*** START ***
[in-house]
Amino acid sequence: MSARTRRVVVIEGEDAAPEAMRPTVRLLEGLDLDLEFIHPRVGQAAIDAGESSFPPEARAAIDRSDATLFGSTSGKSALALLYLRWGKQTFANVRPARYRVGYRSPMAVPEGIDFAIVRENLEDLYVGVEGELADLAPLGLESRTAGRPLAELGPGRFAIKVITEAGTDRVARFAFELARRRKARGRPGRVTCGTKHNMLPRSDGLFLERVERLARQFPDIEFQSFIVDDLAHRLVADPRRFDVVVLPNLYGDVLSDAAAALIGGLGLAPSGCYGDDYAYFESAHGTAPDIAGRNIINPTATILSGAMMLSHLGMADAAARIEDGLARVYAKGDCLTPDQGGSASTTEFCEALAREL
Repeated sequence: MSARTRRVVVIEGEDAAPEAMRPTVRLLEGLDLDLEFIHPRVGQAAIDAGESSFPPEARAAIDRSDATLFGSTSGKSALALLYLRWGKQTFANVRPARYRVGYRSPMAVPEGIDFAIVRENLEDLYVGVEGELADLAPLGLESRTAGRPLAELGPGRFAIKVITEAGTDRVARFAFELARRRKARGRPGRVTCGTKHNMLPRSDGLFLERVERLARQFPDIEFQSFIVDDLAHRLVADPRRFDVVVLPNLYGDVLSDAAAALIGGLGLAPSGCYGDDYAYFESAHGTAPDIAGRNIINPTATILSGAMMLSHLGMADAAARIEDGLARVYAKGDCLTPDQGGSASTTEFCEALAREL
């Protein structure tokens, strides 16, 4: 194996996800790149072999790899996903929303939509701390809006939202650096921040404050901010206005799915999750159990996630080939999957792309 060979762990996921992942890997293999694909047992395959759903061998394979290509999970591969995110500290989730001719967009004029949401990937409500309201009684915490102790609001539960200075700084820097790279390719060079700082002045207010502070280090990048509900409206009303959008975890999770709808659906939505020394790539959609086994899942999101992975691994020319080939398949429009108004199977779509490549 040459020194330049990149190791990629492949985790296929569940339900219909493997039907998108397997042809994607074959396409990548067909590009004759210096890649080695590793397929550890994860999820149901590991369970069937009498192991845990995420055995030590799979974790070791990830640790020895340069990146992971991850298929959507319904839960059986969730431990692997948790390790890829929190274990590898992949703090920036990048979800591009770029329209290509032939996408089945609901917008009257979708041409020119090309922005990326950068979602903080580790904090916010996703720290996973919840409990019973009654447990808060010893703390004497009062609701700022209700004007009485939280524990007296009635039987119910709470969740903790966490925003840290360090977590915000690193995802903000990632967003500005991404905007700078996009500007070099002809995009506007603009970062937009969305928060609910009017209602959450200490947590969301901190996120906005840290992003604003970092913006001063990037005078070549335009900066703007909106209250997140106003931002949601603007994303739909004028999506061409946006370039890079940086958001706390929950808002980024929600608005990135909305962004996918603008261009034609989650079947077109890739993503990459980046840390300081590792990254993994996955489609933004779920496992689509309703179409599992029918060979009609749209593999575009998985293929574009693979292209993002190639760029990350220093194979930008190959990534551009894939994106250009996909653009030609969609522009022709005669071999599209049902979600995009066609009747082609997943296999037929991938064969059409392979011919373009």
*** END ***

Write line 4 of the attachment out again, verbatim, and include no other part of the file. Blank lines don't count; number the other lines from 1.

């Protein structure tokens, strides 16, 4: 194996996800790149072999790899996903929303939509701390809006939202650096921040404050901010206005799915999750159990996630080939999957792309 060979762990996921992942890997293999694909047992395959759903061998394979290509999970591969995110500290989730001719967009004029949401990937409500309201009684915490102790609001539960200075700084820097790279390719060079700082002045207010502070280090990048509900409206009303959008975890999770709808659906939505020394790539959609086994899942999101992975691994020319080939398949429009108004199977779509490549 040459020194330049990149190791990629492949985790296929569940339900219909493997039907998108397997042809994607074959396409990548067909590009004759210096890649080695590793397929550890994860999820149901590991369970069937009498192991845990995420055995030590799979974790070791990830640790020895340069990146992971991850298929959507319904839960059986969730431990692997948790390790890829929190274990590898992949703090920036990048979800591009770029329209290509032939996408089945609901917008009257979708041409020119090309922005990326950068979602903080580790904090916010996703720290996973919840409990019973009654447990808060010893703390004497009062609701700022209700004007009485939280524990007296009635039987119910709470969740903790966490925003840290360090977590915000690193995802903000990632967003500005991404905007700078996009500007070099002809995009506007603009970062937009969305928060609910009017209602959450200490947590969301901190996120906005840290992003604003970092913006001063990037005078070549335009900066703007909106209250997140106003931002949601603007994303739909004028999506061409946006370039890079940086958001706390929950808002980024929600608005990135909305962004996918603008261009034609989650079947077109890739993503990459980046840390300081590792990254993994996955489609933004779920496992689509309703179409599992029918060979009609749209593999575009998985293929574009693979292209993002190639760029990350220093194979930008190959990534551009894939994106250009996909653009030609969609522009022709005669071999599209049902979600995009066609009747082609997943296999037929991938064969059409392979011919373009």